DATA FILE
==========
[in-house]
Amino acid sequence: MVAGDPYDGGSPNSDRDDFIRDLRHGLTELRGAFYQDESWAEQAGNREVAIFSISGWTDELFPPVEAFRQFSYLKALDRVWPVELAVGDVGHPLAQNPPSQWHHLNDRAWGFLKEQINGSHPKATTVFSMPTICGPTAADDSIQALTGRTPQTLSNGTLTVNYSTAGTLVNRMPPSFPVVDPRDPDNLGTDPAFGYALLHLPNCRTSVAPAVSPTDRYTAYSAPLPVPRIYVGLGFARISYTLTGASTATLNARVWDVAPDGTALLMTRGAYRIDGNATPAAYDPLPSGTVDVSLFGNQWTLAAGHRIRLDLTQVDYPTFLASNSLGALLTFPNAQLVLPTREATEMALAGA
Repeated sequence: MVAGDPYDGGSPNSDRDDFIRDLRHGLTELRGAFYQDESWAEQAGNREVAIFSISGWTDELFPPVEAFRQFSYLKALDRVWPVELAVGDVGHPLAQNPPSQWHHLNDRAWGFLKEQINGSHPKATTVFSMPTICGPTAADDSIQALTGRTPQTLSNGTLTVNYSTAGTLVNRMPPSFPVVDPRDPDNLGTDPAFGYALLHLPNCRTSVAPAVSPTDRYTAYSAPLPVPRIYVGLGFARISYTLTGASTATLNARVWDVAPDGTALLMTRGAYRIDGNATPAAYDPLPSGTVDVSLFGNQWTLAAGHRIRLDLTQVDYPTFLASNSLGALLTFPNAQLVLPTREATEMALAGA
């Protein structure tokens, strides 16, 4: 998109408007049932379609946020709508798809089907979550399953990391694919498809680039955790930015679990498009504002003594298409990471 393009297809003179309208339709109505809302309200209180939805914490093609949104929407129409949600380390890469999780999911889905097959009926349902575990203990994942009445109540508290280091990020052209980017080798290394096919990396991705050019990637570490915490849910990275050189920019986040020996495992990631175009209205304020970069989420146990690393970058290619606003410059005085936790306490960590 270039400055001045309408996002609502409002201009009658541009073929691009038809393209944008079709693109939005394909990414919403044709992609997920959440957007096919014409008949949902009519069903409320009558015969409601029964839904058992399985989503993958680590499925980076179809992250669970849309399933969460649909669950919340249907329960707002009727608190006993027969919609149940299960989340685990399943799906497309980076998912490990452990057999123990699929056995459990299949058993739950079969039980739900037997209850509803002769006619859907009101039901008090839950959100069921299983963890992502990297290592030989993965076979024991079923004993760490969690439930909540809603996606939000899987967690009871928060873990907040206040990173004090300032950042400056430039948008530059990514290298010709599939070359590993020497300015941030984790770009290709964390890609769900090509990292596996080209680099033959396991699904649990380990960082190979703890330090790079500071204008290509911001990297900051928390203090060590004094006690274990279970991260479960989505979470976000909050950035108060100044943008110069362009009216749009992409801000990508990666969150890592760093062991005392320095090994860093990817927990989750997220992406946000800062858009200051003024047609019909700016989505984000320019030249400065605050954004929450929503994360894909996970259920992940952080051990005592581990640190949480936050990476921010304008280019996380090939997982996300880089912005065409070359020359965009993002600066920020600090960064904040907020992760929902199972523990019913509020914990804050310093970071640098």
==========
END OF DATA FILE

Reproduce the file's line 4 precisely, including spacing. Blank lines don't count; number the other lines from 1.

């Protein structure tokens, strides 16, 4: 998109408007049932379609946020709508798809089907979550399953990391694919498809680039955790930015679990498009504002003594298409990471 393009297809003179309208339709109505809302309200209180939805914490093609949104929407129409949600380390890469999780999911889905097959009926349902575990203990994942009445109540508290280091990020052209980017080798290394096919990396991705050019990637570490915490849910990275050189920019986040020996495992990631175009209205304020970069989420146990690393970058290619606003410059005085936790306490960590 270039400055001045309408996002609502409002201009009658541009073929691009038809393209944008079709693109939005394909990414919403044709992609997920959440957007096919014409008949949902009519069903409320009558015969409601029964839904058992399985989503993958680590499925980076179809992250669970849309399933969460649909669950919340249907329960707002009727608190006993027969919609149940299960989340685990399943799906497309980076998912490990452990057999123990699929056995459990299949058993739950079969039980739900037997209850509803002769006619859907009101039901008090839950959100069921299983963890992502990297290592030989993965076979024991079923004993760490969690439930909540809603996606939000899987967690009871928060873990907040206040990173004090300032950042400056430039948008530059990514290298010709599939070359590993020497300015941030984790770009290709964390890609769900090509990292596996080209680099033959396991699904649990380990960082190979703890330090790079500071204008290509911001990297900051928390203090060590004094006690274990279970991260479960989505979470976000909050950035108060100044943008110069362009009216749009992409801000990508990666969150890592760093062991005392320095090994860093990817927990989750997220992406946000800062858009200051003024047609019909700016989505984000320019030249400065605050954004929450929503994360894909996970259920992940952080051990005592581990640190949480936050990476921010304008280019996380090939997982996300880089912005065409070359020359965009993002600066920020600090960064904040907020992760929902199972523990019913509020914990804050310093970071640098």